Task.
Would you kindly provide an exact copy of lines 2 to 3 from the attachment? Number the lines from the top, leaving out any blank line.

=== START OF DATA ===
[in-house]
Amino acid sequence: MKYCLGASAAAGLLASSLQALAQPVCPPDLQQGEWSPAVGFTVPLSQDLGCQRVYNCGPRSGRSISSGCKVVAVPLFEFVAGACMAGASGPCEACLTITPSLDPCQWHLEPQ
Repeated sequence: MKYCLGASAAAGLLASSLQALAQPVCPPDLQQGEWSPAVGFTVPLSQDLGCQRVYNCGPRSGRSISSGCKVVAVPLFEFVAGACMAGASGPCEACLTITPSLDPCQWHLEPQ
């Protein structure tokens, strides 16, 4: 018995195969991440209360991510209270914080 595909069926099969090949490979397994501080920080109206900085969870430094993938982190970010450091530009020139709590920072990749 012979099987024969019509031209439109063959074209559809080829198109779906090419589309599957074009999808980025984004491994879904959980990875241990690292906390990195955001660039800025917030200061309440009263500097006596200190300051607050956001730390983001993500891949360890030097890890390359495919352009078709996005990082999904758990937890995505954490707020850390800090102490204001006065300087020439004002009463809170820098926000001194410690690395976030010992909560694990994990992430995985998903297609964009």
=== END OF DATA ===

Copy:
Amino acid sequence: MKYCLGASAAAGLLASSLQALAQPVCPPDLQQGEWSPAVGFTVPLSQDLGCQRVYNCGPRSGRSISSGCKVVAVPLFEFVAGACMAGASGPCEACLTITPSLDPCQWHLEPQ
Repeated sequence: MKYCLGASAAAGLLASSLQALAQPVCPPDLQQGEWSPAVGFTVPLSQDLGCQRVYNCGPRSGRSISSGCKVVAVPLFEFVAGACMAGASGPCEACLTITPSLDPCQWHLEPQ